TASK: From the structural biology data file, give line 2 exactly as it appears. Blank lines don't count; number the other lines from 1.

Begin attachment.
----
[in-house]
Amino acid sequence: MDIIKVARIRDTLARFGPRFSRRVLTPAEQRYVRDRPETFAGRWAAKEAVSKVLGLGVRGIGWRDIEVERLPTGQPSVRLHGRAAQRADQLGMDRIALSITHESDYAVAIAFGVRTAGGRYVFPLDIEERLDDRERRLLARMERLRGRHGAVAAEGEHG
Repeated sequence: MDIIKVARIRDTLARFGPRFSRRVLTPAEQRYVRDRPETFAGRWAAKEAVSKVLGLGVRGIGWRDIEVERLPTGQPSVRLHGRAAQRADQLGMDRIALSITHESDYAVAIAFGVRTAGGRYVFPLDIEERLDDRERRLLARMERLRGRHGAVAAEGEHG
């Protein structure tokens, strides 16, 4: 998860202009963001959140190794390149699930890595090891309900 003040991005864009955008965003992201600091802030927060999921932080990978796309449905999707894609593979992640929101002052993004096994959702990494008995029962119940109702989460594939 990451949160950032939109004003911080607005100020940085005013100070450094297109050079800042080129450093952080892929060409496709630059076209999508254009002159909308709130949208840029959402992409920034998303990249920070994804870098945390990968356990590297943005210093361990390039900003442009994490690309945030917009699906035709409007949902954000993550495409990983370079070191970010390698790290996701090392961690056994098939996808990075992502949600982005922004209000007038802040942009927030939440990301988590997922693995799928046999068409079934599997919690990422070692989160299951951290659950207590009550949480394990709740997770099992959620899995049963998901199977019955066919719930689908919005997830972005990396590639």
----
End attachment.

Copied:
Amino acid sequence: MDIIKVARIRDTLARFGPRFSRRVLTPAEQRYVRDRPETFAGRWAAKEAVSKVLGLGVRGIGWRDIEVERLPTGQPSVRLHGRAAQRADQLGMDRIALSITHESDYAVAIAFGVRTAGGRYVFPLDIEERLDDRERRLLARMERLRGRHGAVAAEGEHG